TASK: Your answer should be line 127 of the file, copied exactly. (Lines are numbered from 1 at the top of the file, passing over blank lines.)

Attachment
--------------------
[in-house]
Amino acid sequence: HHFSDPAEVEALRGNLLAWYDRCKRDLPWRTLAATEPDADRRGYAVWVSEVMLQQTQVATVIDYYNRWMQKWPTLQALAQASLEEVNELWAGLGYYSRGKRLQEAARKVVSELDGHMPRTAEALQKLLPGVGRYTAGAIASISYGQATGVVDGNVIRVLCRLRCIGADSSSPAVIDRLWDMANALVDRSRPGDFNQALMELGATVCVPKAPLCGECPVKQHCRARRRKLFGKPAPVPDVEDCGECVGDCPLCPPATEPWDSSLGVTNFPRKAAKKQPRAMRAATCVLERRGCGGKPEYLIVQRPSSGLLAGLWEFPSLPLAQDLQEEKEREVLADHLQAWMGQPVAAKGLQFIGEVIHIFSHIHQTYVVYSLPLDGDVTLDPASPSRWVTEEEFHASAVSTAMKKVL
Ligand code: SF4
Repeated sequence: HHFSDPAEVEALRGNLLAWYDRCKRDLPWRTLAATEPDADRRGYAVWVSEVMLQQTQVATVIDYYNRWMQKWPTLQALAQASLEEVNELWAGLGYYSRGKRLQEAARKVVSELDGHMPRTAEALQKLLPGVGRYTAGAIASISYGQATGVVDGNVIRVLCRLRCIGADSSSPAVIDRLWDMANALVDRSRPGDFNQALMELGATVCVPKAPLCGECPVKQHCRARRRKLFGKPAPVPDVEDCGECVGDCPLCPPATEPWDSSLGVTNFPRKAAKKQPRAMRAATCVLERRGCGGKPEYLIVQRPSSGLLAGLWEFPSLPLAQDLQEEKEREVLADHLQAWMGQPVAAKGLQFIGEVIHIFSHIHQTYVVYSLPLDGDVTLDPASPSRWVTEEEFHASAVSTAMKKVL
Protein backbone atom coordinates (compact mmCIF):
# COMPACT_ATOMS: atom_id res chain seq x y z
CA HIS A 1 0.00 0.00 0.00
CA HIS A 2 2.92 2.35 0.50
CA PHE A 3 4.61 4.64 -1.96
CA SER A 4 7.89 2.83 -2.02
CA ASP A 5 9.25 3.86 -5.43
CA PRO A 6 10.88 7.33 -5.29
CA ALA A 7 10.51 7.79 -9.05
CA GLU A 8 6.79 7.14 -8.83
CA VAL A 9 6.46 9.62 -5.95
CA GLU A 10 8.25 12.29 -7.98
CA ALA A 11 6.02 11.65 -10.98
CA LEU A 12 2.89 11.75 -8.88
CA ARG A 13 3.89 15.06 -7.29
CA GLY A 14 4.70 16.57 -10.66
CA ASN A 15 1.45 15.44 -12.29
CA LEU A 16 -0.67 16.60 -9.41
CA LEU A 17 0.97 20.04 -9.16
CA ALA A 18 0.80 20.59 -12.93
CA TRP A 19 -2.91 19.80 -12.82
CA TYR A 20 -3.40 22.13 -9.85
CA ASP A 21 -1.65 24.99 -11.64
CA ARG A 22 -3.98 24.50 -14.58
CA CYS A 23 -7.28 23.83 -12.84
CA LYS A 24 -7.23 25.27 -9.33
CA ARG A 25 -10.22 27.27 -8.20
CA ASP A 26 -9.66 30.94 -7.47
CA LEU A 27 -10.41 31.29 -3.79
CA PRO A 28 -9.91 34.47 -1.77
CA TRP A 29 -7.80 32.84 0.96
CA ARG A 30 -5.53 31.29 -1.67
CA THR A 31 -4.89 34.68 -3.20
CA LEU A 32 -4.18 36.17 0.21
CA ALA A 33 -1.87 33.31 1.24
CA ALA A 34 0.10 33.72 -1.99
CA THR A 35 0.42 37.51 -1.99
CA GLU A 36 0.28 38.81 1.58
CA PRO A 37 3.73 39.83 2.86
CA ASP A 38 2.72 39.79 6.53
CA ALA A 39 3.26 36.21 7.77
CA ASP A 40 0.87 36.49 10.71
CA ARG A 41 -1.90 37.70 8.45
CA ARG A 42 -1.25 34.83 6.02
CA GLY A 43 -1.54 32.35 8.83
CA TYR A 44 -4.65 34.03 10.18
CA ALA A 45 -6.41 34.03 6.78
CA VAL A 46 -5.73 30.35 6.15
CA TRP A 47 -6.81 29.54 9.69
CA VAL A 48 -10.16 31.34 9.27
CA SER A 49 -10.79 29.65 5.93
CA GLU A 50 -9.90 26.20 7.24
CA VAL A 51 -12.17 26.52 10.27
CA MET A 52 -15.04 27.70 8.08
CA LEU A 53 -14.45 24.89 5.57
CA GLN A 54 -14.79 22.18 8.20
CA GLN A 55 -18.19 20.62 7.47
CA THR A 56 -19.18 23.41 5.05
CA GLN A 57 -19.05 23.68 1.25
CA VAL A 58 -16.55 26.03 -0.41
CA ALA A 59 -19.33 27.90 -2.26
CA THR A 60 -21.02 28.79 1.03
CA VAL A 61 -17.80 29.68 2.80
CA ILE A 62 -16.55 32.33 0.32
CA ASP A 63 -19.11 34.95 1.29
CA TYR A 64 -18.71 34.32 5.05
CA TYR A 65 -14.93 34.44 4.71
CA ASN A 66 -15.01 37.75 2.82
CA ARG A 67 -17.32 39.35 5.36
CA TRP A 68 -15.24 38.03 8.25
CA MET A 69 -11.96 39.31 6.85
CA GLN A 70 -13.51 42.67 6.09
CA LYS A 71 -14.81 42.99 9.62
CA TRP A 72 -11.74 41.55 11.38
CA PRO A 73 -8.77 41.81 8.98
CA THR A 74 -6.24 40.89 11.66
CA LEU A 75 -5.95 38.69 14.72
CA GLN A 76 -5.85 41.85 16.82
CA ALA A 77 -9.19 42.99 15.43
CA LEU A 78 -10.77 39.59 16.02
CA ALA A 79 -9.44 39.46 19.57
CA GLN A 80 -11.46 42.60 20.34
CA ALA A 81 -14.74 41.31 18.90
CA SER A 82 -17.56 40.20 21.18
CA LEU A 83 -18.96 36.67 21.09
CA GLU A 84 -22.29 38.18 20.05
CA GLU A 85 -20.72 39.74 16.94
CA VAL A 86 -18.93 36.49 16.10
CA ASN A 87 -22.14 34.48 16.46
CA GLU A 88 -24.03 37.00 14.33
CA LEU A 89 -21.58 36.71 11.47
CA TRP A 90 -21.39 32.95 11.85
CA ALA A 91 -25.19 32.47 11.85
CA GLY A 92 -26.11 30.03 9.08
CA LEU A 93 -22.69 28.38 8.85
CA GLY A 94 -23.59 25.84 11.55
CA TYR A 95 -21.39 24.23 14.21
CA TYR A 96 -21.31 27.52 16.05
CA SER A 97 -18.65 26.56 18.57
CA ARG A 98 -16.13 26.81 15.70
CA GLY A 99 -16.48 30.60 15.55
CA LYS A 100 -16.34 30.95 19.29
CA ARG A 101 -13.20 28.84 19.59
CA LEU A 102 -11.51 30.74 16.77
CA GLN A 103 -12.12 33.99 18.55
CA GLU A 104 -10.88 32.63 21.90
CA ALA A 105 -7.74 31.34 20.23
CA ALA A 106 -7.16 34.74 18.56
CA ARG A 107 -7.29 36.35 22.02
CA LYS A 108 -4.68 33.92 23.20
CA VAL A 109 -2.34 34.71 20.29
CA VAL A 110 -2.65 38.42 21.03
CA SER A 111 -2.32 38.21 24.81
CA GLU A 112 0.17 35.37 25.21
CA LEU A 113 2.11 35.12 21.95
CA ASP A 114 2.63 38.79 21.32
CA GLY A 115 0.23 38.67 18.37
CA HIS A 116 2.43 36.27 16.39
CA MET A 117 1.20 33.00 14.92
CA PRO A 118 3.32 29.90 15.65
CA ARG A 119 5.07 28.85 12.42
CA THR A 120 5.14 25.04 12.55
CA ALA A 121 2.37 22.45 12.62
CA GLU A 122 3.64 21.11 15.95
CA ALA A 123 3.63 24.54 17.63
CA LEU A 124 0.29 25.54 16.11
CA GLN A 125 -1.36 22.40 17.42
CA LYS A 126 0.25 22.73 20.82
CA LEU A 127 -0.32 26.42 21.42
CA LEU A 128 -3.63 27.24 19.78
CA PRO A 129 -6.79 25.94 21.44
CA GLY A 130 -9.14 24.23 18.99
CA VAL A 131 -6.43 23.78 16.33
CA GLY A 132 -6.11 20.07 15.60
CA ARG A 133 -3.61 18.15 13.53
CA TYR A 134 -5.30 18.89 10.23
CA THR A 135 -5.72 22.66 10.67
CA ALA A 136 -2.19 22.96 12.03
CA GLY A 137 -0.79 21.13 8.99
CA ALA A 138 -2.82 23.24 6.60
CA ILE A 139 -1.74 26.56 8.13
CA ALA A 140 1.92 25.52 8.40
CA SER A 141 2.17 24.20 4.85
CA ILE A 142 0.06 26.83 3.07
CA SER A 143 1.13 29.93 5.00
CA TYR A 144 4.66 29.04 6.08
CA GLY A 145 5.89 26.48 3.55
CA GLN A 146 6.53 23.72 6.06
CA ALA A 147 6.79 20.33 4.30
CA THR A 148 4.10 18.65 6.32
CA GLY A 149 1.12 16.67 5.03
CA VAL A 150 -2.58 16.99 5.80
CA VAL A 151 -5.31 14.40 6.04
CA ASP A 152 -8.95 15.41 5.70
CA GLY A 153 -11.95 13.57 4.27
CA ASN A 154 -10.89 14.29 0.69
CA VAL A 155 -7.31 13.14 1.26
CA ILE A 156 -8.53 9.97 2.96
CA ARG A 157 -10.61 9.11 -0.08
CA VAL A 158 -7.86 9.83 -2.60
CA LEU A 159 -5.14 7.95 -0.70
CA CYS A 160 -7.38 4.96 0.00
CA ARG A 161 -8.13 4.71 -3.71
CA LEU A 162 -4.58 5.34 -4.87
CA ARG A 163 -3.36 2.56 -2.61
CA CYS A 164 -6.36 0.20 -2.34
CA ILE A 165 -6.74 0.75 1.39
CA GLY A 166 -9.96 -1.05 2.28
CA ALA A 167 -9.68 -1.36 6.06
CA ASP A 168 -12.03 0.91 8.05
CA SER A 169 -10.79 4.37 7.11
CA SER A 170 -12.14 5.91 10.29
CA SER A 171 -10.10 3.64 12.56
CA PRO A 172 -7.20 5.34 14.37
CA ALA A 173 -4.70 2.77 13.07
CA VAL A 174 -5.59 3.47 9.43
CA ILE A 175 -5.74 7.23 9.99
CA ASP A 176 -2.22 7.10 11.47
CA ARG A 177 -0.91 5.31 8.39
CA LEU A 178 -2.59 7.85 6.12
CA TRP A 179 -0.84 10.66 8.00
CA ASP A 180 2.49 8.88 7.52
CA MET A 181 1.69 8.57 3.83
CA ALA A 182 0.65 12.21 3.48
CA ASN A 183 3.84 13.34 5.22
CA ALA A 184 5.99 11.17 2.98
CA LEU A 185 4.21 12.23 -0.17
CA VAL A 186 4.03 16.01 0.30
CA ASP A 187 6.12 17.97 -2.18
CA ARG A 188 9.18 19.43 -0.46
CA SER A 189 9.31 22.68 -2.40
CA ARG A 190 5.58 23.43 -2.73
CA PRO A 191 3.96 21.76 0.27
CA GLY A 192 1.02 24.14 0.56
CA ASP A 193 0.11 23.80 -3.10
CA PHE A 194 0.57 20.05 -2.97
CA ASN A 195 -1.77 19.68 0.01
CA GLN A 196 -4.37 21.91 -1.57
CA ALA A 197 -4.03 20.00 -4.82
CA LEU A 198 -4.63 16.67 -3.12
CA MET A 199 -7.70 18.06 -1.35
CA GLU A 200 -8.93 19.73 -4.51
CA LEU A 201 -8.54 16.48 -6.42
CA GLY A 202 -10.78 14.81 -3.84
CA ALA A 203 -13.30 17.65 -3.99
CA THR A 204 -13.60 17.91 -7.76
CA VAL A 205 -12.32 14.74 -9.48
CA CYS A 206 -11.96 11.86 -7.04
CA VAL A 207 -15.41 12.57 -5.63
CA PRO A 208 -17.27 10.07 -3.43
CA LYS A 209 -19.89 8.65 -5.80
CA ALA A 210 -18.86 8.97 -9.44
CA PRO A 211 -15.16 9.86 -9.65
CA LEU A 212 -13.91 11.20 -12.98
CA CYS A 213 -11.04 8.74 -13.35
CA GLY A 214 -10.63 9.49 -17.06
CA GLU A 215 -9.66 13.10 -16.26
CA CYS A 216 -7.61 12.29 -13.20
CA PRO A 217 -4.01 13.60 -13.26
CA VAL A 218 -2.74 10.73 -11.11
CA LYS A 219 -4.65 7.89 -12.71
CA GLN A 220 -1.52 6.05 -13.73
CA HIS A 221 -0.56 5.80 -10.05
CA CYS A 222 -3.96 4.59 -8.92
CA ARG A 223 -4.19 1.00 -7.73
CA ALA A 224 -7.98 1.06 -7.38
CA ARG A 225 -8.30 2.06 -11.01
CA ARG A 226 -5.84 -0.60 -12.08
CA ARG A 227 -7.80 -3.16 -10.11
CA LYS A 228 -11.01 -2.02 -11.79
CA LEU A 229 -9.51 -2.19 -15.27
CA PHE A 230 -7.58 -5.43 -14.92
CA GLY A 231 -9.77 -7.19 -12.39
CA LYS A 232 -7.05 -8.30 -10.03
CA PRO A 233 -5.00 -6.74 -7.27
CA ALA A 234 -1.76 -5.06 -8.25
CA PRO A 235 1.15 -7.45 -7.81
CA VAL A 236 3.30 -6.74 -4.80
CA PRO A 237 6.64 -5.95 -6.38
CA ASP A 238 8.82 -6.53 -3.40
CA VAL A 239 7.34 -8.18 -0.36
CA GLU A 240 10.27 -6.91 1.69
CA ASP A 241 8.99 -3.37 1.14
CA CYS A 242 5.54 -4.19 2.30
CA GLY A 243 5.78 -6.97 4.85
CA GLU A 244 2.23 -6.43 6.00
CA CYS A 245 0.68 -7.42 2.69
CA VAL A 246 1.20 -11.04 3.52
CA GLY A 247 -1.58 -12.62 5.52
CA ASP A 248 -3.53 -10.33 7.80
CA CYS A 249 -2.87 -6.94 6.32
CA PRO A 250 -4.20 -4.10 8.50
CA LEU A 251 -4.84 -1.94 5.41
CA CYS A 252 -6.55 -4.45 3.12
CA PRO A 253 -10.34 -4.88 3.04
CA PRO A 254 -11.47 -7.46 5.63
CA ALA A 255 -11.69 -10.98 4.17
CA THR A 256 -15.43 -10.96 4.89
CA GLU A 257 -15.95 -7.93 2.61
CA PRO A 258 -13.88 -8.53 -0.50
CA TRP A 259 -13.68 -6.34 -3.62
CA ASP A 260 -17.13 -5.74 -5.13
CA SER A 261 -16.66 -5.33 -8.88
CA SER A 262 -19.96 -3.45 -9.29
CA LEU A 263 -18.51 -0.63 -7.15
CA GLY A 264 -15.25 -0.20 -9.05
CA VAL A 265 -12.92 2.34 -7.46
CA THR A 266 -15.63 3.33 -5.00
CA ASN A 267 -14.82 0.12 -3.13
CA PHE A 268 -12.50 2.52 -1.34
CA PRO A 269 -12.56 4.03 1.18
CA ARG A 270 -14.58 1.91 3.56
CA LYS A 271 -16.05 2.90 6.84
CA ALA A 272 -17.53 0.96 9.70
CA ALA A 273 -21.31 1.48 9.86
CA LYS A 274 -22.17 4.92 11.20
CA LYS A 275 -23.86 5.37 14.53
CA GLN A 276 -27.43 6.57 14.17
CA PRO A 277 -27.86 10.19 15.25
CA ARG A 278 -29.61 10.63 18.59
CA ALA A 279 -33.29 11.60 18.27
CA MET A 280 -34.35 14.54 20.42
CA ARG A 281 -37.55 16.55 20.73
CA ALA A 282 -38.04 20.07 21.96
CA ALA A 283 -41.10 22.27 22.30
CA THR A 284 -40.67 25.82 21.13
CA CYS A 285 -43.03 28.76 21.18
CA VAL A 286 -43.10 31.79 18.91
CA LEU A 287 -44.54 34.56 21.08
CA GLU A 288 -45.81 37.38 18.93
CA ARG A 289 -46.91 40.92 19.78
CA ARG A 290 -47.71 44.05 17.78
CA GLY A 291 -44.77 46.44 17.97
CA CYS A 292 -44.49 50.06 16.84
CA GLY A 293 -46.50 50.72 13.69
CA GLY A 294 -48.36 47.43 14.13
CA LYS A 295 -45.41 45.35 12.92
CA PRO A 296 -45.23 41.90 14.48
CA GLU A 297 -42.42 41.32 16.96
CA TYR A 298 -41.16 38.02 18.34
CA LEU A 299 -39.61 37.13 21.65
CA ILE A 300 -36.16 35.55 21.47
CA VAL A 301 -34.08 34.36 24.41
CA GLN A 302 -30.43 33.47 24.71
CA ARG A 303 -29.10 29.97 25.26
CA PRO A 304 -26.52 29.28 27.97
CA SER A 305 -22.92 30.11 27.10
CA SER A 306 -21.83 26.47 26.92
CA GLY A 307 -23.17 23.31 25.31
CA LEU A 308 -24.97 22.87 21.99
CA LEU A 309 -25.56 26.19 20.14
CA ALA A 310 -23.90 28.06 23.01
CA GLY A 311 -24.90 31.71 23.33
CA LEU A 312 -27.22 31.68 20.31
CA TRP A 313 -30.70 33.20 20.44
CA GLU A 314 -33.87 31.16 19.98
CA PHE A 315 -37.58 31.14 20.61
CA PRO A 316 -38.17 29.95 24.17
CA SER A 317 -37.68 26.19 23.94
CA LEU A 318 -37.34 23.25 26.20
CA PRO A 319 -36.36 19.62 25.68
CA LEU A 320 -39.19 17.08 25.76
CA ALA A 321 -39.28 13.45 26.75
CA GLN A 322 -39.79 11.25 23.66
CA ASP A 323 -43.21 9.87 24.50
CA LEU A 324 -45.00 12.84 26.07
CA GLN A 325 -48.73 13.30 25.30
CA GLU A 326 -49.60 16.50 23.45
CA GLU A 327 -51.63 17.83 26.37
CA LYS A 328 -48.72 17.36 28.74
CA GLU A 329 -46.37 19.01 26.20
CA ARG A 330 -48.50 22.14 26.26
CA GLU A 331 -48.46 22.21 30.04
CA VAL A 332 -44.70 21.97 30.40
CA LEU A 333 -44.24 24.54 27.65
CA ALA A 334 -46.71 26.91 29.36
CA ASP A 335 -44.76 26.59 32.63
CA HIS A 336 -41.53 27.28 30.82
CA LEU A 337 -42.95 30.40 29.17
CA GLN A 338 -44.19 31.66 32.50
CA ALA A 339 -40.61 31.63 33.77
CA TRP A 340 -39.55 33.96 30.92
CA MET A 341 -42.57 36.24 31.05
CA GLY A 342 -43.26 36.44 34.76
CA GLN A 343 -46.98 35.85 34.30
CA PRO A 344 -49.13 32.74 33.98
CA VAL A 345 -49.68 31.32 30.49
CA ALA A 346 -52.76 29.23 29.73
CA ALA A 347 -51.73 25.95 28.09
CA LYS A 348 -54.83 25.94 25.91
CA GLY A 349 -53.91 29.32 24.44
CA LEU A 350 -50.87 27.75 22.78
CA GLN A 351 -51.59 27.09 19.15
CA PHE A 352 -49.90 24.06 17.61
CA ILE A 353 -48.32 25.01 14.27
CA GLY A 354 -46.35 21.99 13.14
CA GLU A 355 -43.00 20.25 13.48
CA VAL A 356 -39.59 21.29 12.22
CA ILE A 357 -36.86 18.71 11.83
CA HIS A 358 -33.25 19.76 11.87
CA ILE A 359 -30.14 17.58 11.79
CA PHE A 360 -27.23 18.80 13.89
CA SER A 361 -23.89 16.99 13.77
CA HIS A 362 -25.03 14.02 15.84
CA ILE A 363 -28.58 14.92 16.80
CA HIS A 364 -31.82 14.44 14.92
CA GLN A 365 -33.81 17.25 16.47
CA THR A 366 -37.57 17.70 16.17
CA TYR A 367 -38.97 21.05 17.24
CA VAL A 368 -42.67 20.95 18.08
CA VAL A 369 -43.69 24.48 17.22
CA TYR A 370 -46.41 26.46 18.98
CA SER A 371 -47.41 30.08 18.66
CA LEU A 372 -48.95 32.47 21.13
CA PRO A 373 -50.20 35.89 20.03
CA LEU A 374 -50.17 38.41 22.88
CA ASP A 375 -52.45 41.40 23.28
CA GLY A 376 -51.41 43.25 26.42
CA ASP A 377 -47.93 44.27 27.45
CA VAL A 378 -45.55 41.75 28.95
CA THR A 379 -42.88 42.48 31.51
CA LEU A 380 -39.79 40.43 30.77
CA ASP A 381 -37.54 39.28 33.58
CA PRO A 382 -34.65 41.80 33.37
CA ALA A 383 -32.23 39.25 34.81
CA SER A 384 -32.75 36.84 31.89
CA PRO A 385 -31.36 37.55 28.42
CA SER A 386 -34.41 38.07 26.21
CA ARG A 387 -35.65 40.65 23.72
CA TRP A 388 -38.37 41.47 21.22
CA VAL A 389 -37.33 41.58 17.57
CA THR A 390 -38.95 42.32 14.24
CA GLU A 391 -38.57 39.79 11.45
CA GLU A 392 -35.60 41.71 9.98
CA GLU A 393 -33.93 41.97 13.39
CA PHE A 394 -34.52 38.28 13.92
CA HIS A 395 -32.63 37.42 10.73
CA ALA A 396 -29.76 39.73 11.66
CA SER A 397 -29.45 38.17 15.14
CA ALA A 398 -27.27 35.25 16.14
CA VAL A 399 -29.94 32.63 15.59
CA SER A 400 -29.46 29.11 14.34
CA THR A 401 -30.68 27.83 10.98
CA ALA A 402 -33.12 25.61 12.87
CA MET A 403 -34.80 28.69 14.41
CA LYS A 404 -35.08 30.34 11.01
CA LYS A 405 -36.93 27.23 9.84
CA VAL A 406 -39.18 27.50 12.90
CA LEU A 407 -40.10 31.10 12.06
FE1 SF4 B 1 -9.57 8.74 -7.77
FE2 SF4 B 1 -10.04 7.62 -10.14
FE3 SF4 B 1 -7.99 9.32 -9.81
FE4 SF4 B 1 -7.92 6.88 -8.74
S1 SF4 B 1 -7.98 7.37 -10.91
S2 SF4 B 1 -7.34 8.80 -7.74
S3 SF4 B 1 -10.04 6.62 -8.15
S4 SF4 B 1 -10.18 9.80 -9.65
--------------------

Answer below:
CA ALA A 121 2.37 22.45 12.62